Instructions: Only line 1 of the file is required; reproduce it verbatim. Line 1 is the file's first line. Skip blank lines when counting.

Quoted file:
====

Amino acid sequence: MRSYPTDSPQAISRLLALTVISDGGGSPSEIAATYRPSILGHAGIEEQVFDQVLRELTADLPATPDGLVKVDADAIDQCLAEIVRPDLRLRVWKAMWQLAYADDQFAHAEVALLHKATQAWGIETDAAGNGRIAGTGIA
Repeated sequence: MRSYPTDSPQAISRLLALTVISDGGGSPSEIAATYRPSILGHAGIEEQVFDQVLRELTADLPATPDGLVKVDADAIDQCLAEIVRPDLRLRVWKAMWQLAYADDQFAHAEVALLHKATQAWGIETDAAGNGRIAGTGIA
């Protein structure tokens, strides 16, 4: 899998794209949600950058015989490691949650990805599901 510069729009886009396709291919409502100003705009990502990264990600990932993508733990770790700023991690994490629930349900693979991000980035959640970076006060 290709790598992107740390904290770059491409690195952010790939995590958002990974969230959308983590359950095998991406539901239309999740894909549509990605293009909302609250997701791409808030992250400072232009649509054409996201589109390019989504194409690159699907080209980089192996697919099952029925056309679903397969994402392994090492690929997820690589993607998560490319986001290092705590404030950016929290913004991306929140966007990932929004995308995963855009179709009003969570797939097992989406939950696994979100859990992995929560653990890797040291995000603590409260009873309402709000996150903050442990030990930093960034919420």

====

Amino acid sequence: MRSYPTDSPQAISRLLALTVISDGGGSPSEIAATYRPSILGHAGIEEQVFDQVLRELTADLPATPDGLVKVDADAIDQCLAEIVRPDLRLRVWKAMWQLAYADDQFAHAEVALLHKATQAWGIETDAAGNGRIAGTGIA